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"We are looking beyond optical media"

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DQI Bureau
New Update

One of the largest optical media companies, Moser Baer had been growing at a

fast pace, until the oil crisis happened. No thanks to increasing polycarbonate

prices, the key raw material for optical media, Moser Baer saw fortunes tumble

quickly. For the first time in its

history, the company showed losses. However, it has quickly bounced back, and

remains upbeat about the future. In a freewheeling interview with Associate

Editor, Yograj Varma, Deepak Puri, chairman of Moser Baer, talks about the fall

from grace story, about hardware manufacturing and his future plans.

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On losses and losing the growth momentum



I guess each business has its ups and downs. The US-Iraq war and the rise in

oil prices hurt us very badly. We were comfortable till last year as we had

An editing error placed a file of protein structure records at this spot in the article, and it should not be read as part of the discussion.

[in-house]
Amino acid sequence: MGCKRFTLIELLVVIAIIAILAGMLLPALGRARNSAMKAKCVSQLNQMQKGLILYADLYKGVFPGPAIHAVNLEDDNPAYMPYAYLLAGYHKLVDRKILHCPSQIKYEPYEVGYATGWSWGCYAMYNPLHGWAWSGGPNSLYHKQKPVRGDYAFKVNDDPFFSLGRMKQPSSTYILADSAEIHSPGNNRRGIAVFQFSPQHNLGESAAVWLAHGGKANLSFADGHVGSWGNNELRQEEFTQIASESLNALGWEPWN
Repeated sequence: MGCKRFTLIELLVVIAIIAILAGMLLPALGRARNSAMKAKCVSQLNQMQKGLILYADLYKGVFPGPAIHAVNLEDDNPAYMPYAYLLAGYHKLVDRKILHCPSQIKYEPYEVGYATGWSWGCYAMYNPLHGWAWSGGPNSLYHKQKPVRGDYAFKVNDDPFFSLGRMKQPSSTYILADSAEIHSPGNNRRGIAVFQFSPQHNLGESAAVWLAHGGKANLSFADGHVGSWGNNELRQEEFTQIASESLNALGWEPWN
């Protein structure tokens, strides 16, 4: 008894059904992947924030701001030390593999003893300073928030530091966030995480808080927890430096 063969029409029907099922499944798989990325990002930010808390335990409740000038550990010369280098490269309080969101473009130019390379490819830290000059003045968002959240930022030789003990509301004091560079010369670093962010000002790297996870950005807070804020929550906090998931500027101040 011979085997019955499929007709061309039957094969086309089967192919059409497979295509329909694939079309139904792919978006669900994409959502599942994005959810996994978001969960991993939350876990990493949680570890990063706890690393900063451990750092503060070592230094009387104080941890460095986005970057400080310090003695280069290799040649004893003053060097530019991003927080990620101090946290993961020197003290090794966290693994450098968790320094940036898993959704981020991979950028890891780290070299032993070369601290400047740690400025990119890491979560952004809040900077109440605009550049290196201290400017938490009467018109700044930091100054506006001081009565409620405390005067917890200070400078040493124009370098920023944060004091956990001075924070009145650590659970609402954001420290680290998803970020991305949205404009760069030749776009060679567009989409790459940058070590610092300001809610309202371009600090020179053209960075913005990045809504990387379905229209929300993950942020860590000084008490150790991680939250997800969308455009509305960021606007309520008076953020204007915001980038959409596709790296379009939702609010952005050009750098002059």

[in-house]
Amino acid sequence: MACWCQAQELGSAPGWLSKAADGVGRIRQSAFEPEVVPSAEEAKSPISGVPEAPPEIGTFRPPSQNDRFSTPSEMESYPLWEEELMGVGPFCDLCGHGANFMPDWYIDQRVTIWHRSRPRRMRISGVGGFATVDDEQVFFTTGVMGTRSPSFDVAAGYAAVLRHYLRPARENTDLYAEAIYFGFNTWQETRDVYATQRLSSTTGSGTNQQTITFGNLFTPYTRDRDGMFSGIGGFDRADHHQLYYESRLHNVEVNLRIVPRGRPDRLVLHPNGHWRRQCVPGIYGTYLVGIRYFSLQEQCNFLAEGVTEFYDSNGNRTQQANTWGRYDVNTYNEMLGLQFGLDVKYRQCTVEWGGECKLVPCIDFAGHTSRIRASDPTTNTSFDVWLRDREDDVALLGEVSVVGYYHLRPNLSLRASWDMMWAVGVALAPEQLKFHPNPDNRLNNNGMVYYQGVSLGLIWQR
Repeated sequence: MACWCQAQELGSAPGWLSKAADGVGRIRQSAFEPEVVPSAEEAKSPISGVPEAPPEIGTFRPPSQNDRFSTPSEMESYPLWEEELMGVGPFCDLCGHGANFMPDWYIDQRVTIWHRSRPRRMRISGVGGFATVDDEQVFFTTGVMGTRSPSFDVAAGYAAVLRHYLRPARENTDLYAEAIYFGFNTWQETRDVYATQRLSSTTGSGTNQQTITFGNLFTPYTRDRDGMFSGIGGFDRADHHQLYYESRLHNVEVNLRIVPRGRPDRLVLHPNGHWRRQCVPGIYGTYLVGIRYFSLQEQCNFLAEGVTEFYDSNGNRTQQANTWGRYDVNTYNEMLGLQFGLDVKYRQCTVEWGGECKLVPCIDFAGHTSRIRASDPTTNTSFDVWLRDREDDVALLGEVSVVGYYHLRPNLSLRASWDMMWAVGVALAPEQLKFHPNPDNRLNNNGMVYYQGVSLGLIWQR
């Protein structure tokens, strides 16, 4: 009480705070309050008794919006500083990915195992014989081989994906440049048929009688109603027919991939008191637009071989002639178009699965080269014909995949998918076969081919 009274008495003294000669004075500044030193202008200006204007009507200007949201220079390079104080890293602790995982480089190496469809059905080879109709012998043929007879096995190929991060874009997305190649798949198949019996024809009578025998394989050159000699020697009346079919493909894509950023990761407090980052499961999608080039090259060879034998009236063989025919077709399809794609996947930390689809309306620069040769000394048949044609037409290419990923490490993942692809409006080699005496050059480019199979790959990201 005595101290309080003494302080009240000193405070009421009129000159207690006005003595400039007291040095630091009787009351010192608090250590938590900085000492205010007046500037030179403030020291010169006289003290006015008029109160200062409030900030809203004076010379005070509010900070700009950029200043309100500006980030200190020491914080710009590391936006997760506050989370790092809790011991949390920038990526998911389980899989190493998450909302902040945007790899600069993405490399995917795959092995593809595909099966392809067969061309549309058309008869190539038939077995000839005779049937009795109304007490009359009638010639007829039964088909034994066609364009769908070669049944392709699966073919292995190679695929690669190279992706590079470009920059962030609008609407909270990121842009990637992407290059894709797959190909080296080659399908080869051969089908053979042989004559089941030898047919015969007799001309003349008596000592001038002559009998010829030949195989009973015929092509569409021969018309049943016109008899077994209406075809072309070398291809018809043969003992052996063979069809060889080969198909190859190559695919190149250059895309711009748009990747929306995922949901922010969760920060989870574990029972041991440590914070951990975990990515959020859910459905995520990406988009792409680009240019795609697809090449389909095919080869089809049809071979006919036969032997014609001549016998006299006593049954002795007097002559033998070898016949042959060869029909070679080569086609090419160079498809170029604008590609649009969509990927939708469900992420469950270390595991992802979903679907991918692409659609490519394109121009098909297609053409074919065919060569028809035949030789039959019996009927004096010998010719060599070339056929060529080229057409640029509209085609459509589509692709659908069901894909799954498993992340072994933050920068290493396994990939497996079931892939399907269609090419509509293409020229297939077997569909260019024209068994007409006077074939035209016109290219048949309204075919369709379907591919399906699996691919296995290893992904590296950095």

adequate supplies of polycarbonate, the key raw material. However, post

December, the new polycarbonates hitting the market were priced 2.5 times

higher. This hit us, and our competitors, very bad. However, things are looking

better. I think you will start seeing the difference from the next quarter

onwards.

On acquiring companies in the lean phase

Deepak

Puri, chairman, Moser Baer
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While we have a comfortable cash position and good financial partners, I

think it is not a good idea to buy out bigger competitors. We are already among

the lowest cost manufacturers in this business and I think we have made ample

investments for future growth. We already have a very dominant position in the

optical media business and buying other players will not add much value. Also,

buying out competition will restrict us from looking at other investments, which

the company is very serious looking at. One being the photo-voltaic space. We

are evaluating other investments as well.

On low promoter stake of 18%, and related take-over vulnerability



What vulnerability? I think that one or two people-primarily promoters,

run our business, across the globe. Our investors are such that they rely on the

promoters to bring value, and there is no question of our position being